Prophylactic radiotherapy for the prevention of procedure-tract metastases after surgical and large-bore pleural procedures in malignant pleural mesothelioma (SMART): a multicentre, open-label, phase 3, randomised controlled trial

The Lancet. Oncology 2016 June 23 [Epub ahead of print] [Link]

Clive AO, Taylor H, Dobson L, Wilson P, de Winton E, Panakis N, Pepperell J, Howell T, Stewart SA, Penz E, Jordan N, Morley AJ, Zahan-Evans N, Smith S, Batchelor TJ, Marchbank A, Bishop L, Ionescu AA, Bayne M, Cooper S, Kerry A, Jenkins P, Toy E, Vigneswaran V, Gildersleve J, Ahmed M, McDonald F, Button M, Lewanski C, Comins C, Dakshinamoorthy M, Lee YC, Rahman NM, Maskell NA.


The use of prophylactic radiotherapy to prevent procedure-tract metastases (PTMs) in malignant pleural mesothelioma remains controversial, and clinical practice varies worldwide. We aimed to compare prophylactic radiotherapy with deferred radiotherapy (given only when a PTM developed) in a suitably powered trial.
We did a multicentre, open-label, phase 3, randomised controlled trial in 22 UK hospitals of patients with histocytologically proven mesothelioma who had undergone large-bore pleural interventions in the 35 days prior to recruitment. Eligible patients were randomised (1:1), using a computer-generated sequence, to receive immediate radiotherapy (21 Gy in three fractions within 42 days of the pleural intervention) or deferred radiotherapy (same dose given within 35 days of PTM diagnosis). Randomisation was minimised by histological subtype, surgical versus non-surgical procedure, and pleural procedure (indwelling pleural catheter vs other). The primary outcome was the incidence of PTM within 7 cm of the site of pleural intervention within 12 months from randomisation, assessed in the intention-to-treat population. This trial is registered with ISRCTN, number ISRCTN72767336.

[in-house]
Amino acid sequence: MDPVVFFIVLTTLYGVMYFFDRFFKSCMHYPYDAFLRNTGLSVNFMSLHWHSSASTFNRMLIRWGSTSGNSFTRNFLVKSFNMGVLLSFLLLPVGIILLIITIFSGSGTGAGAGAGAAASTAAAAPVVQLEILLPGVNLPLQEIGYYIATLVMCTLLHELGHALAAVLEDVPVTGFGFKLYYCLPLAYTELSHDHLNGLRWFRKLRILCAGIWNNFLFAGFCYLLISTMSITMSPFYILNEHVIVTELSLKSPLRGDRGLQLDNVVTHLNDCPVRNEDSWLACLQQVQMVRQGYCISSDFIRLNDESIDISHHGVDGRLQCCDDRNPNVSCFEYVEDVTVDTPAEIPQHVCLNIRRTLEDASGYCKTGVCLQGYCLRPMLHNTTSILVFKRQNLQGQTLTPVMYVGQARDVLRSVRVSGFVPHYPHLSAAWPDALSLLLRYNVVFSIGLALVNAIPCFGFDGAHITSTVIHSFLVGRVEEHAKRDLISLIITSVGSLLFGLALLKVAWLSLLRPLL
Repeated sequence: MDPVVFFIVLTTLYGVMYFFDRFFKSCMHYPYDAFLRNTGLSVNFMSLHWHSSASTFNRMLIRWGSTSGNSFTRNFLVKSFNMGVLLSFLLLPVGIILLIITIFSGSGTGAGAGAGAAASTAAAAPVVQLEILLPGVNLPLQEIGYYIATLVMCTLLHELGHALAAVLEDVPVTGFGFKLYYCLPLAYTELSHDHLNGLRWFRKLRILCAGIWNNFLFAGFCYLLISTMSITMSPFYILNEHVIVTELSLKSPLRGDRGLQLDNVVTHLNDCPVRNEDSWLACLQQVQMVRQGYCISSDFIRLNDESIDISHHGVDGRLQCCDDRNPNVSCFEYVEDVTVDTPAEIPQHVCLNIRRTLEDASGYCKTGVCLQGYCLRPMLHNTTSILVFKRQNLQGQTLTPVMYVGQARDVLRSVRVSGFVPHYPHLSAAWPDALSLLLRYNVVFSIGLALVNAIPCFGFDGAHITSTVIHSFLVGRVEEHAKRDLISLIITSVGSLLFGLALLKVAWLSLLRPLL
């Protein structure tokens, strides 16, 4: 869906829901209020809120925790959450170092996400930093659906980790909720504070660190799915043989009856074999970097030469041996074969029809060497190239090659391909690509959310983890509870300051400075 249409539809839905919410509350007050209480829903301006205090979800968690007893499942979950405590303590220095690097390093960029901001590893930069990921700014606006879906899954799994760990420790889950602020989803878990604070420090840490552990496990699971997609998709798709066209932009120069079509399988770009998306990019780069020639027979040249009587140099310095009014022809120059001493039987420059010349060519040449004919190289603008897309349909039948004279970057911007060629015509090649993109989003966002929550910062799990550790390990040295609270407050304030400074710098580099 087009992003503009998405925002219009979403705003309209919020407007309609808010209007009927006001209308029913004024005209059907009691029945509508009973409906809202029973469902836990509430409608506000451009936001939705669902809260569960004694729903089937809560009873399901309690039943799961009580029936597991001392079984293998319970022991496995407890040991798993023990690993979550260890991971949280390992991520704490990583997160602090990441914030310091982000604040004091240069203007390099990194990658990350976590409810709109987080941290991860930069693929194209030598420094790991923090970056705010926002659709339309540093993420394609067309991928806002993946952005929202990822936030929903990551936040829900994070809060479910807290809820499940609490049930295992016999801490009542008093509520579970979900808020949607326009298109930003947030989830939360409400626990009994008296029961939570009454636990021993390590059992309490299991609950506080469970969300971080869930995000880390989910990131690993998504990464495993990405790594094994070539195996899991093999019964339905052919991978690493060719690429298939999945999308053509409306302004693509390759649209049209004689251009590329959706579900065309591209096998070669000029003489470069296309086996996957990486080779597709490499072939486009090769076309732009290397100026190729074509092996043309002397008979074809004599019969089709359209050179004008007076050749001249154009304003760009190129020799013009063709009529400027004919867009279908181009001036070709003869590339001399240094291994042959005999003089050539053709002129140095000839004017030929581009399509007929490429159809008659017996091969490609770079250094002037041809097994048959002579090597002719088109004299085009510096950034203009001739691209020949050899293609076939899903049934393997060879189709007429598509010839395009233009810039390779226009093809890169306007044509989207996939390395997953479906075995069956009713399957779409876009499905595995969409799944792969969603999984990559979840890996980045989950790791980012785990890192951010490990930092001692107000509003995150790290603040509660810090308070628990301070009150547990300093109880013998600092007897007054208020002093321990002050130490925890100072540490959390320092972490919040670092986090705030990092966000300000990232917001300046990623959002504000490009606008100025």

Between Dec 23, 2011, and Aug 4, 2014, we randomised 203 patients to receive immediate radiotherapy (n=102) or deferred radiotherapy (n=101). The patients were well matched at baseline. No significant difference was seen in PTM incidence in the immediate and deferred radiotherapy groups (nine [9%] vs 16 [16%]; odds ratio 0·51 [95% CI 0·19-1·32]; p=0·14). The only serious adverse event related to a PTM or radiotherapy was development of a painful PTM within the radiotherapy field that required hospital admission for symptom control in one patient who received immediate radiotherapy. Common adverse events of immediate radiotherapy were skin toxicity (grade 1 in 50 [54%] and grade 2 in four [4%] of 92 patients vs grade 1 in three [60%] and grade 2 in two [40%] of five patients in the deferred radiotherapy group who received radiotherapy for a PTM) and tiredness or lethargy (36 [39%] in the immediate radiotherapy group vs two [40%] in the deferred radiotherapy group) within 3 months of receiving radiotherapy.
Routine use of prophylactic radiotherapy in all patients with mesothelioma after large-bore thoracic interventions is not justified.
Research for Patient Benefit Programme from the UK National Institute for Health Research.